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Do Super Bowl QBs get more babies named after them?

Tom Landry baby!

On Jan. 23, Sports Illustrated posted the following tweet, which got us thinking.

Just how many babies get named after Super Bowl-winning quarterbacks? If there are three things America loves, it’s the Super Bowl, quarterbacks and babies.

The U.S. government offers baby name data taken from Social Security applications, broken down by state and going back to 1901.

In Massachusetts, the name “Brady” appears in the data only four times prior to 1990, accounting for 35 applications. It appears every year from 1990 on, but was used only 153 times in the 1990s.

Below is a chart showing the usage of the names Thomas and Brady in Massachusetts since Tom Brady was drafted by the Patriots in the sixth round in 2000. For the purposes of these charts, we are labelling the years teams appeared in the Super Bowl. The Patriots appeared in XXXVI on Feb. 3, 2002 following the 2001 NFL season, so 2002 is the labelled year.

“Brady” remains low in 2000 and 2001, but it shoots up to 90 in 2002 after Brady replaced Drew Bledsoe and won his first Super Bowl. It moved up slightly in 2003, then rose 65 per cent after the second victory at the start of 2004. Another win in 2005 brought it closer to 200 and 49th overall among boys names in the state.

In 2007, the season the Patriots put together their undefeated regular season, the name Brady broke through the 200 level and was ranked 34th. This was the Brady heyday. It has been in decline since then, falling to 50th in 2008. By 2010, Brady was no longer in triple digits, and it has remained relatively static through 2016 regardless of the Patriots’ fortunes.

The name Thomas, however, has rebounded over the last three years available after a long, slow decline. It was the 17th-ranked name for boys in 2016.

Are we able to find similar results for other quarterback names in other states?

Looking at Bens and Benjamins in Pennsylvania has no value because the name is popular on its own.

Below is a chart for Russells in Washington state.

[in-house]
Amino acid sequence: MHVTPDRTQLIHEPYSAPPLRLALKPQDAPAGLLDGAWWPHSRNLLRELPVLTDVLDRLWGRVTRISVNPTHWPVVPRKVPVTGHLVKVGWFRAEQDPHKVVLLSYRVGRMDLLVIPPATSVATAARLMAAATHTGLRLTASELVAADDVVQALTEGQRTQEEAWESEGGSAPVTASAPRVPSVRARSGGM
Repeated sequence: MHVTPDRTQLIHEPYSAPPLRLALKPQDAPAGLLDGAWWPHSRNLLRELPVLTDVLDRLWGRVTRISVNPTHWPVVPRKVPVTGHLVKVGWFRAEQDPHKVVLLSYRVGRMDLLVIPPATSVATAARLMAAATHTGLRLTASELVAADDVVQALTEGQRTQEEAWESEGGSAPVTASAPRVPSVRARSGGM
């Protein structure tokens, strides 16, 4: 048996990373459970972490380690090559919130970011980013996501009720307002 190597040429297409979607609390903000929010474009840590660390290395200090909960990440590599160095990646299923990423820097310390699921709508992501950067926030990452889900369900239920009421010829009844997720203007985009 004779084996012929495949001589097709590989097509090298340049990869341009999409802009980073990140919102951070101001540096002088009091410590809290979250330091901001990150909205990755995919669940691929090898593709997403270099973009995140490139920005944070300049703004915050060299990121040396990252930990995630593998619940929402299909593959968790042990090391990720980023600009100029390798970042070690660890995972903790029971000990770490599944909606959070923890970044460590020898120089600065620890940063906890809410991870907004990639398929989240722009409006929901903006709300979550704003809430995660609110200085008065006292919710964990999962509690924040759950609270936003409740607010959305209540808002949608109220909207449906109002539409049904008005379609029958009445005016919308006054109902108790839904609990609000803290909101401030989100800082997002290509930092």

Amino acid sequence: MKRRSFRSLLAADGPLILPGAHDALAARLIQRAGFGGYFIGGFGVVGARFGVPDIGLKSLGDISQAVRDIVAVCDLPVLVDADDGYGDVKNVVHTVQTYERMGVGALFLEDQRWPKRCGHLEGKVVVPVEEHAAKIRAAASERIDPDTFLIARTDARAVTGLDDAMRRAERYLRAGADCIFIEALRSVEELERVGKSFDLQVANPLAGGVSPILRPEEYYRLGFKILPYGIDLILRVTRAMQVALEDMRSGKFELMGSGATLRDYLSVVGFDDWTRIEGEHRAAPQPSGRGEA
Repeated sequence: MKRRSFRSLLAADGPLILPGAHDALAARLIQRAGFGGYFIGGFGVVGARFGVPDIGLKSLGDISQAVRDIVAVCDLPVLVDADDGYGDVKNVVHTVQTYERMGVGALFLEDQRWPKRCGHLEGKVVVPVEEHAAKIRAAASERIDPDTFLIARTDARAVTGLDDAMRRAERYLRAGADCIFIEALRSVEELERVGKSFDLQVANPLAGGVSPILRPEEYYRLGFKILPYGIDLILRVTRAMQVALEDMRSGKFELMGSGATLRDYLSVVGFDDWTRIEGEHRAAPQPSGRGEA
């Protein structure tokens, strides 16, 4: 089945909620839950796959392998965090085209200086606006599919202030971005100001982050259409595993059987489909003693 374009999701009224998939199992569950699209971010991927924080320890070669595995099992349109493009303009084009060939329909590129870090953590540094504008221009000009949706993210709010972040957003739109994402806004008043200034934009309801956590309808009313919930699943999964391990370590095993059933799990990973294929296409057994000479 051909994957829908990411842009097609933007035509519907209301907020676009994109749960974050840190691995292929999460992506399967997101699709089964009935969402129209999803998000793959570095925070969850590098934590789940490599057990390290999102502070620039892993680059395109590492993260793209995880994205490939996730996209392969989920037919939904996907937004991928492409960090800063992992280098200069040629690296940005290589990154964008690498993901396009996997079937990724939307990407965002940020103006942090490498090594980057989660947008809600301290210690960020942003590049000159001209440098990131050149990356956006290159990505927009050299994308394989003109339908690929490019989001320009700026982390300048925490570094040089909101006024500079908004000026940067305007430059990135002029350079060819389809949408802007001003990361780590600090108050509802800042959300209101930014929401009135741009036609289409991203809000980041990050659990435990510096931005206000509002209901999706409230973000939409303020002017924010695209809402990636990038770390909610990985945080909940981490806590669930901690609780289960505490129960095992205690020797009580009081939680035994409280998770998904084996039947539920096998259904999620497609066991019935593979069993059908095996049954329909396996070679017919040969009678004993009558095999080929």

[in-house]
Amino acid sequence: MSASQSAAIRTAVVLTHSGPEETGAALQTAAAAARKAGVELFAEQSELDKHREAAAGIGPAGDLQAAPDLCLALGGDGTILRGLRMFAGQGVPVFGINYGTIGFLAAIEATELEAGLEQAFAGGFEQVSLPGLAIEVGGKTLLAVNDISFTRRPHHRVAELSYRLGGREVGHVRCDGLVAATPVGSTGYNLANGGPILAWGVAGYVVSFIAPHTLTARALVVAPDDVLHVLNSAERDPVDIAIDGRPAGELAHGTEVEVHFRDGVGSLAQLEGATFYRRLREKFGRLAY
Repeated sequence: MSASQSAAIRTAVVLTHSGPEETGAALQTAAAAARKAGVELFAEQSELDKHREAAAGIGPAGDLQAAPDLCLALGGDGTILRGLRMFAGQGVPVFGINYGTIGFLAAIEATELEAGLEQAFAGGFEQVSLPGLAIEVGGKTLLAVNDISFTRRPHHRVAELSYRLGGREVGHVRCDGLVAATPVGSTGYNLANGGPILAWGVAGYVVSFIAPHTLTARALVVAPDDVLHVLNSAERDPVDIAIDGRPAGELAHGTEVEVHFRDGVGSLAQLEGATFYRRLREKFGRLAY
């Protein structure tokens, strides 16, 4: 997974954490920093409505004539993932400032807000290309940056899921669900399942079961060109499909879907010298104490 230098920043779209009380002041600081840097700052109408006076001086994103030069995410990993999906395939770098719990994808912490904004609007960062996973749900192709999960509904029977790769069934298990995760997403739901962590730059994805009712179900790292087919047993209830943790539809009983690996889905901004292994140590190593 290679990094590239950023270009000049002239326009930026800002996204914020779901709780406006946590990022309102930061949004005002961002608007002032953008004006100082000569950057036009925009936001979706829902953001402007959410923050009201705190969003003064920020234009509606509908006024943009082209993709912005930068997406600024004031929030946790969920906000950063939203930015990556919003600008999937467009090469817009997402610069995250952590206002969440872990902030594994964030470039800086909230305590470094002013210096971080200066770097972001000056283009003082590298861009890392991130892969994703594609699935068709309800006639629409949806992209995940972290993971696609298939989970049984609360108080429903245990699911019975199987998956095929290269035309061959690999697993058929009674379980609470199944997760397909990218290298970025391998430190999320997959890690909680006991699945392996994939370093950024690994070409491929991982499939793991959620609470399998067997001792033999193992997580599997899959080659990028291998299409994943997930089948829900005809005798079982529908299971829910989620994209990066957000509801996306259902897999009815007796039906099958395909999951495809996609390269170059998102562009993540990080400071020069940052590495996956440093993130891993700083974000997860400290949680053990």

The name Russell reached its peak in Washington after the Second World War, but dwindled back into the 10s and 20s by the mid-1990s. But the name has enjoyed a modest renaissance, reaching 50 in 2014, the year Russell Wilson led the Seahawks to the win in Super Bowl XLVII against Denver. Another 44 boys received the name in 2015, showing prospective parents blamed Pete Carroll rather than Wilson for the interception at the goal line to end the game.

The name Peyton offers an interesting case in two states. Here’s a chart reflecting Peyton Manning’s long tenure in Indiana.

The name Peyton doesn’t even show up in the data until 1992 and it isn’t until 1998, the year Manning was drafted, that it becomes more common as a boy’s name. The usage for boys peaks in 2006, the year Manning led the Colts to their first Super Bowl victory since moving from Baltimore in 1984. Female Peytons outnumber males again starting in 2011, the year Manning sat out recovering from neck surgery before leaving the organization.

Now let’s look at whether Peyton became a thing in Colorado.

It did not, despite Super Bowl appearances in 2014 and 2016.

Now comes the quarterback with perhaps the most interesting effect on baby naming in two states.

We limited the scope here just to the name Eli rather than extend it to other forms of the name. Elijah would be a more common long form, but Eli Manning’s given name is Elisha.

Eli receives a bit of a bump in New York state following Manning’s draft in 2004. It spikes in New York in 2006, the year of Manning’s first Super Bowl win. It continues to rise, though, which may indicate a general interest in the name apart from Manning. Or it could reflect the popularity of the Giants; it’s hard to tell.

We do see another rise following the 2012 Super Bowl win and continued strength of the name. But is it all Eli Manning? Or is it because many babies look like Eli Manning, sort of nondescript and mushy with strange expressions we can’t read?

Image: Pixabay via Pexels.com

Originally written for Hot Buttered Post at National Post